In this article we would like to inform all IT administrators and IT-interested people about the possibilities of a trust between two domains (UCS Samba/AD and Microsoft AD). To set up a trust is to give users of one domain access to the resources of another. This can increase the scope for actions in some situations!
In our example, we will specifically refer to the interaction between Samba in UCS and Microsoft Windows, explaining in detail how a so-called trust relationship can be configured and informing about the current state of implementation.
Trusts in Windows: Option ‘External Trust’
Already Windows NT domains can be configured to trust authentication decisions of another domain – so called ‘external trust’ – and the Samba project supported it accordingly in the 3.x series of the software.
In addition to external trusts, Active Directory domains also know of the ‘forest‘ type trusts. For forest trusts, as always with Kerberos, synchronizing the system times between both domains is essential.
Trusts in Samba 4
In Samba/AD domains, i.e. from Samba 4.0 onwards, trusts were unfortunately no longer supported, because the project focused on stabilizing the new Active Directory-related components first and later on the new protocol versions SMB2 and SMB3. With the unification of the two Winbind implementations from Samba 3.x and Samba 4.x – which was supported by Univention, amongst others – it became possible for the first time that trusts could also be established with Samba 4.3. The first tests with Samba 4.3.7 at the beginning of 2016 however showed that the stability of the trusts had not qualified for productive use then. Fortunately, with Samba 4.5.1 this problem was repaired.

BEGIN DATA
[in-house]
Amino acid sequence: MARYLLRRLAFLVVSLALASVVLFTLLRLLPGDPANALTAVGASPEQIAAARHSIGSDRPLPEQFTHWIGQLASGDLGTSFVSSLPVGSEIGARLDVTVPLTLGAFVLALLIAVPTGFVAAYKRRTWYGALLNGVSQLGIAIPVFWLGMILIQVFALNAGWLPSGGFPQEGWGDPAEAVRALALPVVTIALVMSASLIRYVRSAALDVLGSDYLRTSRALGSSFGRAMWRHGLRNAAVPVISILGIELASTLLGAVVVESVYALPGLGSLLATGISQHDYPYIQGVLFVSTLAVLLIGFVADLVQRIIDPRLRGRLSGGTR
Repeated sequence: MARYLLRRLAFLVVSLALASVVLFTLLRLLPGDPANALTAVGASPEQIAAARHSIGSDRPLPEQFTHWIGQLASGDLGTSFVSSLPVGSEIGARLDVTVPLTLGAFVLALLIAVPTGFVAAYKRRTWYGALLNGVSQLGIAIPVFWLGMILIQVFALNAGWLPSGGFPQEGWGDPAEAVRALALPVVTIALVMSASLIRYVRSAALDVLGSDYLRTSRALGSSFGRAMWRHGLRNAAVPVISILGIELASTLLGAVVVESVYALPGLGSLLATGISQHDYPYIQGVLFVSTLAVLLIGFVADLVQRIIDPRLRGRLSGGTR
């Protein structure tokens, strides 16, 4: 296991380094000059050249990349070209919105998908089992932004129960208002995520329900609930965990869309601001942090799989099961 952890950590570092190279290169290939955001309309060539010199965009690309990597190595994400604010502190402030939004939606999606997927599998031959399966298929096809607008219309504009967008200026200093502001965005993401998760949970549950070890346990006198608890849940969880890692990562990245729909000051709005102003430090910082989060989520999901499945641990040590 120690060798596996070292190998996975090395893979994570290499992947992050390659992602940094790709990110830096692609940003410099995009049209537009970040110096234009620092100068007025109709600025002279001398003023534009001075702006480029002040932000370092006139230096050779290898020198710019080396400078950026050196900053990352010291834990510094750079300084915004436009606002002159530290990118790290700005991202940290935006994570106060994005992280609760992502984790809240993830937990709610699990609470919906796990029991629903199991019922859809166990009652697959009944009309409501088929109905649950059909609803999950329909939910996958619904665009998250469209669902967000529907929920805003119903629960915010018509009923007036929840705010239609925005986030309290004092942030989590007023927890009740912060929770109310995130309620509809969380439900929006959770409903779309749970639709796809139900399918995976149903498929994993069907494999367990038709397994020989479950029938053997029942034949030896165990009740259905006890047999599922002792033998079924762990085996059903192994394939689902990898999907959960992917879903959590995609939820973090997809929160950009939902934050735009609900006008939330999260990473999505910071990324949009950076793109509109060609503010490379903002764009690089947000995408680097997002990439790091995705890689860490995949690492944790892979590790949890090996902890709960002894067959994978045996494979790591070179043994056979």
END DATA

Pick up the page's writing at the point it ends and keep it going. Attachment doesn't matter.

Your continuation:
Uni- and Bidirectional Trust
A trust relationship between two domains can be unidirectional or bidirectional. In order to establish a unidirectional trust, originating from a ‘resource domain’ (‘trusting domain’) and addressing an ‘account domain’ (also “trusted domain”), a so-called ‘Trust Domain Object’ (TDO) must be created in the resource domain. This is a special authentication account that is created in the ‘resource domain’ and to which a password is set, which is stored as plain text in the ‘account domain’ during setup. In Samba/AD domains, this constellation is very easy to set up at the command line using the tool samba-tool, no matter whether uni- or bidirectional.
However, the prerequisite for this is that DNS resolution works across both domains. At least the domain controllers’ FQDN of the respective other domain must be resolvable in order for the communication between the domains to work. The best way to do this is to configure a DNS forwarding in both domains.
Example of a bidirectional trust
For the following example we assume that the UCS DC master “master.ucsdom.example” has the IP address 10.200.8.10 and that, for example, the native Microsoft Active Directory DC “dc1.addom.example” has the IP 10.200. 8.20.